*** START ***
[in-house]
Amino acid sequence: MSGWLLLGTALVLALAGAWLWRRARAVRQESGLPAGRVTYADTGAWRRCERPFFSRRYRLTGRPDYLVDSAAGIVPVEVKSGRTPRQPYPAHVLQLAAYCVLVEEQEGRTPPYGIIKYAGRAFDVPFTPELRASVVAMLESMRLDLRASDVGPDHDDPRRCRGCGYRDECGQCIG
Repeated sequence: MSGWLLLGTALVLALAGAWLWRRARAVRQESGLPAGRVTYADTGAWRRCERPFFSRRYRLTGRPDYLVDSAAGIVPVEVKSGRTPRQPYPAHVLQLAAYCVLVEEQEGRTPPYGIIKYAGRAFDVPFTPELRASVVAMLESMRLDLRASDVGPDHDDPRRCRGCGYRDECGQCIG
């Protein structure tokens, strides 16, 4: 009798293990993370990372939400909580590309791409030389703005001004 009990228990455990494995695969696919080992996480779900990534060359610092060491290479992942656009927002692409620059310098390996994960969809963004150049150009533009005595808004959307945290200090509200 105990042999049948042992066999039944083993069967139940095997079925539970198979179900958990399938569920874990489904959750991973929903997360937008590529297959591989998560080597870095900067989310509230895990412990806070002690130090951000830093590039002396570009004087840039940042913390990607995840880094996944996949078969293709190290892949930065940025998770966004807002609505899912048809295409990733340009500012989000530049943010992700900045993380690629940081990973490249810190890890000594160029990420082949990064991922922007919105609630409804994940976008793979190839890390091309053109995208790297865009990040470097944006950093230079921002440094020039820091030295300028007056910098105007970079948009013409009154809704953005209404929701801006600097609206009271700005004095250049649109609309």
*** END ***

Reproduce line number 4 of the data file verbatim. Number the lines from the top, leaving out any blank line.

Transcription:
């Protein structure tokens, strides 16, 4: 009798293990993370990372939400909580590309791409030389703005001004 009990228990455990494995695969696919080992996480779900990534060359610092060491290479992942656009927002692409620059310098390996994960969809963004150049150009533009005595808004959307945290200090509200 105990042999049948042992066999039944083993069967139940095997079925539970198979179900958990399938569920874990489904959750991973929903997360937008590529297959591989998560080597870095900067989310509230895990412990806070002690130090951000830093590039002396570009004087840039940042913390990607995840880094996944996949078969293709190290892949930065940025998770966004807002609505899912048809295409990733340009500012989000530049943010992700900045993380690629940081990973490249810190890890000594160029990420082949990064991922922007919105609630409804994940976008793979190839890390091309053109995208790297865009990040470097944006950093230079921002440094020039820091030295300028007056910098105007970079948009013409009154809704953005209404929701801006600097609206009271700005004095250049649109609309």